To get their traveling city over the mountain pass, these hardy, barefooted people dig a roadway through the towering ice and snow that blankets the 14,000 foot high peak of Zard-Kuh (Yellow Mountain). Good thing these people didn’t know they could catch a death of cold by being shoeless in the snow for days!

The point is, whether the challenge is cold feet or “coaled feet,” we humans are really not as frail as we think we are.

Heavy Lifting: We are all familiar with weightlifting, in which muscled men and women pump iron. Such efforts require intense bodybuilding and, perhaps, some steroids on the side. In one form of the sport called total weightlifting, male world-record holders lift in the range of 700 to 800 pounds and female titlists average around 450 to 500 pounds.

While these accomplishments are phenomenal, many other reports exist of untrained, unathletic people showing even more amazing feats of strength. To save her trapped son, Angela Cavallo lifted a 1964 Chevrolet and held it up for five minutes while neighbors arrived, reset a jack, and rescued her unconscious boy.5 Similarly, a construction worker lifted a 3,000-pound helicopter that had crashed into a drainage ditch, trapping his buddy under water. In this feat captured on video, the man held the aircraft aloft while others pulled his friend from beneath the wreckage.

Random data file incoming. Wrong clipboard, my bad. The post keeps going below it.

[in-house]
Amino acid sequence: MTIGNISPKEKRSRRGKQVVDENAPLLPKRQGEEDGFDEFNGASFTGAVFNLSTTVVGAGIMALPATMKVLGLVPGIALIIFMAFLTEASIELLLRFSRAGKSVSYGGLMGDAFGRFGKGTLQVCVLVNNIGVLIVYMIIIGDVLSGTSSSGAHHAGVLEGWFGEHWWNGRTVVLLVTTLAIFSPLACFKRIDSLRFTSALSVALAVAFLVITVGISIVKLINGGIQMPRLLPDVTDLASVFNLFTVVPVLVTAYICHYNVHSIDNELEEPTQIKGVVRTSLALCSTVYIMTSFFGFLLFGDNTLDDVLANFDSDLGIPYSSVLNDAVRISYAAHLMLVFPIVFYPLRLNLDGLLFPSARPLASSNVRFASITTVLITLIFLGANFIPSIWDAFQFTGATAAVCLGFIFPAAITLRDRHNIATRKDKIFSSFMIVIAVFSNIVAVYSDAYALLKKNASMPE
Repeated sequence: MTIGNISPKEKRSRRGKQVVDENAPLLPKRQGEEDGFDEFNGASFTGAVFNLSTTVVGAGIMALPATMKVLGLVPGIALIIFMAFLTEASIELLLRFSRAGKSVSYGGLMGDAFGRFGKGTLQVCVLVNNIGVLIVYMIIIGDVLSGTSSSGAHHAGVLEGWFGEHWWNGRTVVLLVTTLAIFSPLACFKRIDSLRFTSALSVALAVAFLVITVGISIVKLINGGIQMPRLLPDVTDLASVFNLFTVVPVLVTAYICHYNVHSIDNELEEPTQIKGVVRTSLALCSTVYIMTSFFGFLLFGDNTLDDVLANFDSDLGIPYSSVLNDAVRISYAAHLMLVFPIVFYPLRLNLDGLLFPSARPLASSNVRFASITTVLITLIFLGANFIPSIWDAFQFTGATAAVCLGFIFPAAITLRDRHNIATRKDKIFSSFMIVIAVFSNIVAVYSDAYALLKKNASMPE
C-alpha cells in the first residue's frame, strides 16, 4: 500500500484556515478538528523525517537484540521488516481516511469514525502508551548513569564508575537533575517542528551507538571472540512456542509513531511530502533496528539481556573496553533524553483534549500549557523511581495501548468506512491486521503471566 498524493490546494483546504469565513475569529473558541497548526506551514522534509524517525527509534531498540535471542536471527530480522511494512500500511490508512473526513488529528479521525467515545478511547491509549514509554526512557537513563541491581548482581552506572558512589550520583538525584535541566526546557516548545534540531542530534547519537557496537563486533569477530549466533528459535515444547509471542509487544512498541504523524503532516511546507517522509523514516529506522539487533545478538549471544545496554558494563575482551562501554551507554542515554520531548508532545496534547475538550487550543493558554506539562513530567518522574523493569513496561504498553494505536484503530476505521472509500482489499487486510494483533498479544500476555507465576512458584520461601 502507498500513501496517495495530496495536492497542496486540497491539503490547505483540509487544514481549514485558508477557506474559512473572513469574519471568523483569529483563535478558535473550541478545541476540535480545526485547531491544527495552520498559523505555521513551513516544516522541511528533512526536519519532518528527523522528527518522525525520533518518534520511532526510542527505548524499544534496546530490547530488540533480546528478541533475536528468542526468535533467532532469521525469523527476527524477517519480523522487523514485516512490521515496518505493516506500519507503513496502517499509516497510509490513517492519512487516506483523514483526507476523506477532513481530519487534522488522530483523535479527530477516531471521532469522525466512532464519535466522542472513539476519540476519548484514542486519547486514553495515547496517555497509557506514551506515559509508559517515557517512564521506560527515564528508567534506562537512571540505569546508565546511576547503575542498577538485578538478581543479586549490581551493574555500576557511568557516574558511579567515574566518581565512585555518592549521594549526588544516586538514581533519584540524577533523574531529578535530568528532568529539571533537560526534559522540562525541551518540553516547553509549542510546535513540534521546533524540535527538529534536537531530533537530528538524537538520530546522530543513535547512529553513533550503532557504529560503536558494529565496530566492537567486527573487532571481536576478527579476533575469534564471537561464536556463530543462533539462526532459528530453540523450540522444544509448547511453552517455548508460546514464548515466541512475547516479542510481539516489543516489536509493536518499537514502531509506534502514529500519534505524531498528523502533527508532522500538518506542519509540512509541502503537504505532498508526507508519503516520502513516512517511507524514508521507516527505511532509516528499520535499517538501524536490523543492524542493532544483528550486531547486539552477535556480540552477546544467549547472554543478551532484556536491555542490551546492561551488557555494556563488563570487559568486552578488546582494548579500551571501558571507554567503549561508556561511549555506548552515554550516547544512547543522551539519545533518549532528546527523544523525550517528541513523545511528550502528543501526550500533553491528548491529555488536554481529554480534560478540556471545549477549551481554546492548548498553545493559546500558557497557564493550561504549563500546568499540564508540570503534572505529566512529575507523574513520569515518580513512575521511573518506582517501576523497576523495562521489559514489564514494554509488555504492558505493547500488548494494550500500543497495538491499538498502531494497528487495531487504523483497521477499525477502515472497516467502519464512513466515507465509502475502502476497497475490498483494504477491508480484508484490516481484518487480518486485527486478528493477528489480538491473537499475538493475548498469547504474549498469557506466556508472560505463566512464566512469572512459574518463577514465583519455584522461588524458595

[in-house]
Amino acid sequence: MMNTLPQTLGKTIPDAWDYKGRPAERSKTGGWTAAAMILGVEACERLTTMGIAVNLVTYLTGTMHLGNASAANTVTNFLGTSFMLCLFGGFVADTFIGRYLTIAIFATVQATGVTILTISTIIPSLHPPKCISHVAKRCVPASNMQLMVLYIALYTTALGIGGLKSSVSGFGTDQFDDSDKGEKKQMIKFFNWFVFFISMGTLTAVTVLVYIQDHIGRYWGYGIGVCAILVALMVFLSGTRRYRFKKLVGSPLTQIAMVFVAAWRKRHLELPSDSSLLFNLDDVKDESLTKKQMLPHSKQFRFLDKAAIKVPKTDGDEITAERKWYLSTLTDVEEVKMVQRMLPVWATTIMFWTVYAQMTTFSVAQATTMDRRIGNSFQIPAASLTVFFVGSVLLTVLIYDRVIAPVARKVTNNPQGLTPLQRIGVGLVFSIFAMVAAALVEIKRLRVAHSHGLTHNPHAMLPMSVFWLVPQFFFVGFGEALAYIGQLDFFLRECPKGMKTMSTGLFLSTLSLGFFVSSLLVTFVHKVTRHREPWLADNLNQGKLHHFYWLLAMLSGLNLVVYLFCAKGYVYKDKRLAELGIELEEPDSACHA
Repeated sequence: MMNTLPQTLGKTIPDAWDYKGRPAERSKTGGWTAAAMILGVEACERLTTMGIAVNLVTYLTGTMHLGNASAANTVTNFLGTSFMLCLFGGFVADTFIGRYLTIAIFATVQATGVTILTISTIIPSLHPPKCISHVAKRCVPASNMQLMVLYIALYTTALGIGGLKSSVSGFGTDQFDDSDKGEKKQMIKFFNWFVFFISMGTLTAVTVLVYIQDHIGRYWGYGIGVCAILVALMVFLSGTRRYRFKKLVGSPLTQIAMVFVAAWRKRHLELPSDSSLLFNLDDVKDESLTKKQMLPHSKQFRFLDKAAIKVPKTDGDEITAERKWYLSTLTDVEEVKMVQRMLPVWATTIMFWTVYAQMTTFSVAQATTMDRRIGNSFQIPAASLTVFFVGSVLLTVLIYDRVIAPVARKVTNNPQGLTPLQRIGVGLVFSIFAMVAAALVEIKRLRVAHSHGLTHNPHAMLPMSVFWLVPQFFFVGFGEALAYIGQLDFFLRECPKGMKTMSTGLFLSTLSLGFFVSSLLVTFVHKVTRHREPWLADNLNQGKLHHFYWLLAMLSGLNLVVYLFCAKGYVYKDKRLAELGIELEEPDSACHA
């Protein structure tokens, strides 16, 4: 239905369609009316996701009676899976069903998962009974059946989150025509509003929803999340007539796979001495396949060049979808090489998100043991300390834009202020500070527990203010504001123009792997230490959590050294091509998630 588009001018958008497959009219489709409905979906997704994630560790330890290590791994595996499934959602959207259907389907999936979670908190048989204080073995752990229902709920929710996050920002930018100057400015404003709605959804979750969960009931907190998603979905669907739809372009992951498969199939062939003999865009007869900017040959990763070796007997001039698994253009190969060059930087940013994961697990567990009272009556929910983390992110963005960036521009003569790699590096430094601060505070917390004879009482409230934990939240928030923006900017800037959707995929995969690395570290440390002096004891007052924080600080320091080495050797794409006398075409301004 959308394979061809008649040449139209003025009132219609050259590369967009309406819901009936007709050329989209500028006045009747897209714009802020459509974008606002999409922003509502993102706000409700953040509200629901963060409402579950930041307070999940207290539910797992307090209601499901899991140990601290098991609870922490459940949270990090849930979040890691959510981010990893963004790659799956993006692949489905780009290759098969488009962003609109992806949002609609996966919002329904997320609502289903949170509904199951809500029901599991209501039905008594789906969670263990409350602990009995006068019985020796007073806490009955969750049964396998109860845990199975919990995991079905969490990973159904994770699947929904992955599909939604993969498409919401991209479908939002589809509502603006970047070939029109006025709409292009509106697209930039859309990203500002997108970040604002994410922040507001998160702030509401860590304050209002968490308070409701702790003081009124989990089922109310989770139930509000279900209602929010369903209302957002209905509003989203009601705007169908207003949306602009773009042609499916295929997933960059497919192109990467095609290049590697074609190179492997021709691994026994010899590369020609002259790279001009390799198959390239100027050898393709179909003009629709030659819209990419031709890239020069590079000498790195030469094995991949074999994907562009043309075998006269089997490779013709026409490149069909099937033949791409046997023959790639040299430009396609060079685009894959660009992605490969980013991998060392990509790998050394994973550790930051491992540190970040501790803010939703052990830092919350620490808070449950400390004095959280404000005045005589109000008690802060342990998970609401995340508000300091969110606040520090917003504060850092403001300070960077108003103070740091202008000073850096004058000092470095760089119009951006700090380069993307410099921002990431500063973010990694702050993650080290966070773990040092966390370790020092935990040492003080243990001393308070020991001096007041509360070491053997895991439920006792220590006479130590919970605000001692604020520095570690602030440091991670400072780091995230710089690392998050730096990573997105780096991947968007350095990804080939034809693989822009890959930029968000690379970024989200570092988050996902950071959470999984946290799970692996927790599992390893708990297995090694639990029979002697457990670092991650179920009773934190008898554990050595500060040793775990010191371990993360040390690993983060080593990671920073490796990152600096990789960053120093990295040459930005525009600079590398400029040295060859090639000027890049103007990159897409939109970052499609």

To dismiss these feats as the consequence of an adrenaline rush misses the point. Adrenaline or not, how can an untrained average man or woman lift and hold a half ton or more for an extended duration?

These stories are remarkable because neither Ms. Cavallo nor the construction worker could have performed such acts of superhuman strength under normal circumstances. The idea of lifting a car or helicopter is unimaginable. But with the life of their child or friend hanging in the balance, these people unconsciously suspended their limiting beliefs and focused their intention on the foremost belief at that moment: I must save this life!

Drinking Poison: Every day we bathe our bodies with antibacterial soaps and scrub our homes with potent antibiotic cleansers. Thus, we protect ourselves from ever-present deadly germs in our environment. To remind us how susceptible we are to invasive organisms, television ads exhort that we cleanse our world with Lysol and rinse our mouths with Listerine . . . or is it the other way around? The Centers for disease Control and Prevention along with the media continuously inform us of the impending dangers of the latest flu, HIV, and plagues transported by mosquitoes, birds, and swine.

Why do these prognostications worry us? Because we have been programmed to believe our body’s defenses are weak, ripe for invasion by foreign substances.

If Nature’s threats weren’t bad enough, we must also protect ourselves from byproducts of human civilization. Manufactured poisons and massive amounts of excreted pharmaceuticals are toxifying the environment. Of course poisons, toxins, and germs can kill us—we all know that. But then there are those who don’t believe in this reality—and live to tell about it.